Stock

  • Engine Power: 301 hp @ 1500 rpm
  • Power-to-Weight Ratio: 18.47 hp/ton
  • Maximum Inclination: 40°

Upgraded

  • Engine Power: 340 hp @ 1500 rpm
  • Power-to-Weight Ratio: 20.86 hp/ton
  • Maximum Inclination: 41°

Modules and improvements

  • Like every other vehicles, the "Parts" and "FPE" modifications should be prioritized so you won't lose your vehicle due to being disabled.
  • After that, prioritize on the different ammunition, aiming for "HET", for better anti-air performance.
  • Getting "Horizontal Drive" next is recommended for aiming at high-speed targets
  • Everything else are extra, but still essentials to upgrading the vehicle.

History of creation and combat usage

Development

In 1938, the General Staff of the British Army requested for a cruiser tank that was lighter and more affordable than the heavier A16 cruiser design developed by Nuffield Mechanizations & Aero. One of these designs was the designation Tank, Cruiser Mk.V based off the A13 cruiser tanks, named the "Covenanter", and Nuffield was invited to become part of its development team, but they refused due to interest in developing their own cruiser tank. Their tank was designated the Tank, Cruiser Mk.VI Crusader and fell under the General Staff specification of A15. The Crusader was a parallel design to the Covenanter, but was ready six weeks earlier than the Covenanter despite starting at a later time. The Crusader was adopted into service with the British Army in 1941 and the 5,300 units were manufactured between 1940 to 1943.

Design

The Crusader features a new design that differs from its cruiser tank predecessors. The Christie suspension system on the Crusader had five road wheels for it instead of the usual four, which improves weight distribution of the increased 20 ton weight of the Crusader compared to the 14 tons of the A13 cruisers. The engine, steering system, and cooling system on the Crusader was different as well, but the Covenanter and Crusader use the same main turret. The polygonal shape of the turret gives the crew inside more room for the turret ring diameter.

The Crusader Mk.I and Mk.II were equipped with the 2-pounder, which was aimed by the gunner inside with a padded shaft that allows them to elevate the gun by simply adjusting his own height. Later in the war where an up-gun of the tank armament was necessary and newer tanks such as the Cromwell was delayed, the Crusader was upgraded into the Crusader Mk.III variant with a 6-pounder instead, which restricted turret space, requiring the turret crew to be reduced from three to two. These saw first action the Second Battle of El Alamein in October 1942.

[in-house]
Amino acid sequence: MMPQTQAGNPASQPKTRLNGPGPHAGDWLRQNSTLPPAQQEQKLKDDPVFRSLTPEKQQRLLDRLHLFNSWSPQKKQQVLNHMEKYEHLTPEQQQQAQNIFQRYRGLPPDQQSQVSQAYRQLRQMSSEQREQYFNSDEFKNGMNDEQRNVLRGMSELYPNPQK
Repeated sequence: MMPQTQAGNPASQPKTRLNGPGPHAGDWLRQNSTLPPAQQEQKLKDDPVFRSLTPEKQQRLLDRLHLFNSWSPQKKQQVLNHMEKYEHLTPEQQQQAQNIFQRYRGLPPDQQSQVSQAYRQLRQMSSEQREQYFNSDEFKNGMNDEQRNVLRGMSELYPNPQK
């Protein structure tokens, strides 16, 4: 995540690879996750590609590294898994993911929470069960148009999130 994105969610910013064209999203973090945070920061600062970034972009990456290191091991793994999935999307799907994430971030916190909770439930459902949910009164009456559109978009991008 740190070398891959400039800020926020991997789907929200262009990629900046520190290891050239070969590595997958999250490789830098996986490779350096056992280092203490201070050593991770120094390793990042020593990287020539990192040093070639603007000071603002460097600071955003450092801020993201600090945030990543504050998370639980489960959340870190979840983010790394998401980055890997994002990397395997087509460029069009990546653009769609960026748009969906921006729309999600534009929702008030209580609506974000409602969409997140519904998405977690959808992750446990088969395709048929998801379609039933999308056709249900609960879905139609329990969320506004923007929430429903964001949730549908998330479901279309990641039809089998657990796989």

Combat Usage

The Crusader first saw action at North Africa, right after the British had been pushed back to the Egyptian border by Axis forces. The Crusaders were part of the huge shipment in the Malta Convoys to reequip the British forces there. Enough Crusaders arrive that the entire 6th Royal Tank Regiment was refitted with them, which joined up with the 2nd Royal Tank Regiment to form the 7th Armoured Brigade "Desert Rats". The brigade's first action was in Operation Battleaxe, though it was delayed due to adapting the tanks for the desert environment. The operation, which called for the relieve of the siege of Tobruk in June, was initiated in June to which 11 Crusader tanks were lost to anti-tank guns, plus many more to mechanical faults. While more Crusader tanks came in to reinforce the cruiser tank forces, there were never enough to supply the continuously expanding armoured units as 7th Brigade was combine with the 7th Hussars, the 2nd Armoured Brigade was added to the 7th Armoured Division, and the 8th Hussars was combined with the 4th Armoured Brigade. Overall, the Crusaders proved effective in the North African Campaign, the Crusader was faster than any tanks on the opposing side and the 2-pounder was lethal to the Panzer III, but the tank suffered from its thin armour, mechanical problems in the desert, and the growing deficiency of the 2-pounder, which didn't have enough range to destroy farther tanks. The Crusader design also caused the ammo racks on the tank to easily ignite due to unprotected racks and shot traps on the turret design. Anti-tank guns continue to be the main reason the Crusader units suffer losses, rather than to enemy tanks.